In 2013, Cathy McGowan broke the Liberal/National Coalition’s hold on the seat of Indi, becoming the first independent member for the north-east Victorian electorate and the first female independent to sit on the parliamentary crossbench.
Her successful grassroots campaigns sparked nationwide interest in the potential of community-based, independent politicians to chart a new course for Australian democracy, demonstrating that when politics relates to a community, the power of a community is unleashed.
During her two terms as a politician, from 2013-2019, Cathy worked in Federal Parliament to develop policy around regional development, a national integrity commission, a code of conduct for politicians, and drought policy.
In 2019, Cathy was again part of Australian political history, supporting the winning campaign of – and handing the political baton on to – Indi’s second female independent member, Dr Helen Haines.
Cathy was awarded The Accountability Round Table award for political integrity in 2019, and is also an Officer of the Order of Australia and a Churchill fellow.
She lives very contentedly on her hilltop farm in the Indigo Valley in north-eastern Victoria and is now on a different campaign trail, encouraging others to turn up, speak up and step up to leadership.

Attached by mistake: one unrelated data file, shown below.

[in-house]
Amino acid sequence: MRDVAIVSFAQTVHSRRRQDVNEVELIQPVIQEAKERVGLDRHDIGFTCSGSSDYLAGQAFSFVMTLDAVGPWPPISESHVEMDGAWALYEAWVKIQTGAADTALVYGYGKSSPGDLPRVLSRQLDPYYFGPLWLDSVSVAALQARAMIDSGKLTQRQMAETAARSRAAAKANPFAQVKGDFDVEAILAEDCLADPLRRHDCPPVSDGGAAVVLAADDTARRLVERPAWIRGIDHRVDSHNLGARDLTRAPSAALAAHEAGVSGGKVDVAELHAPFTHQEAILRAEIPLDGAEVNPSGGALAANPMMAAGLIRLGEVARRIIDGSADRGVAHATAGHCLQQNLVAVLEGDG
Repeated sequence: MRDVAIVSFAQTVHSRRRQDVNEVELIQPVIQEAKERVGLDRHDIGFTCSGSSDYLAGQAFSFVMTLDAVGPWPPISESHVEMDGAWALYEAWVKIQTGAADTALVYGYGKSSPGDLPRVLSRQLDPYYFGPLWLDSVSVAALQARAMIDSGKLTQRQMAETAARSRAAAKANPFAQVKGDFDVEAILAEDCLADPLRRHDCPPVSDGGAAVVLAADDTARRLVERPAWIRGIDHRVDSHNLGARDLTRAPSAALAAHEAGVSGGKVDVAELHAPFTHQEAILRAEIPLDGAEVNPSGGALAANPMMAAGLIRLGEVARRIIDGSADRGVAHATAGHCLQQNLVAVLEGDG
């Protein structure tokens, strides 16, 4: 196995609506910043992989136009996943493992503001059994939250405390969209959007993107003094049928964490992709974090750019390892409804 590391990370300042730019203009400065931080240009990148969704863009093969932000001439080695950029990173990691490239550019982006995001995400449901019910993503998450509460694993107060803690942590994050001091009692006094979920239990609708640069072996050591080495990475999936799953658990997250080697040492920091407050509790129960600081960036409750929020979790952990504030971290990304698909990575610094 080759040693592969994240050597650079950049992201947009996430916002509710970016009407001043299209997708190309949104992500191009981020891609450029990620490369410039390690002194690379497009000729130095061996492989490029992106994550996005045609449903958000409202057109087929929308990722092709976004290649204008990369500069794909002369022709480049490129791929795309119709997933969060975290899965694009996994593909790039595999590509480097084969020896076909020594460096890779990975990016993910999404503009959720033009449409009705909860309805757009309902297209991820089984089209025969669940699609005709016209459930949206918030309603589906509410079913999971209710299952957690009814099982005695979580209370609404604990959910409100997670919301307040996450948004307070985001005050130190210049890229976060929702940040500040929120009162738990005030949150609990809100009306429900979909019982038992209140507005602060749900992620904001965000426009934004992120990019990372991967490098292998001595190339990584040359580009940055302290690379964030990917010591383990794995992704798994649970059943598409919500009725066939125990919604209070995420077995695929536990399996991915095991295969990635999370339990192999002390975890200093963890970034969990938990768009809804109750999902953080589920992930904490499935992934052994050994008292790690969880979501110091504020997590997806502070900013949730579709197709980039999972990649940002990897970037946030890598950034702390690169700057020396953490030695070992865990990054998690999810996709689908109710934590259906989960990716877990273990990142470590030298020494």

A self-declared political novice, Cathy McGowan first came to national attention with her surprise win as an independent in the north-east Victorian seat of Indi in 2013.
Backed by a well-organised, if somewhat unconventional, grassroots campaign, her win of a seat held by the Coalition for 74 years inspired future political campaigns, from Kerryn Phelps in the seat of Wentworth, to Zali Steggall’s Warringah upset.
For the first time since retiring from Federal Parliament, McGowan shares the story of her remarkable ride to the nation’s capital.
From her childhood on a rural Victorian farm in a large family of 13 children, to her dedication to the land, farming life and education, McGowan paints a picture of a life committed to her community and to genuine change.
Part memoir, part community organising guide, Cathy Goes to Canberra offers a glimpse inside McGowan’s grassroots campaign, sharing in detail how thousands of ordinary people got together, organised themselves and amplified their voices. She explains how the campaign, which started around people’s kitchen tables, worked to harness people’s best selves, radically altering the political terrain and forging a path for others.
Cathy Goes to Canberra is an inspiring tale and a primer for other communities and individuals looking to create meaningful change.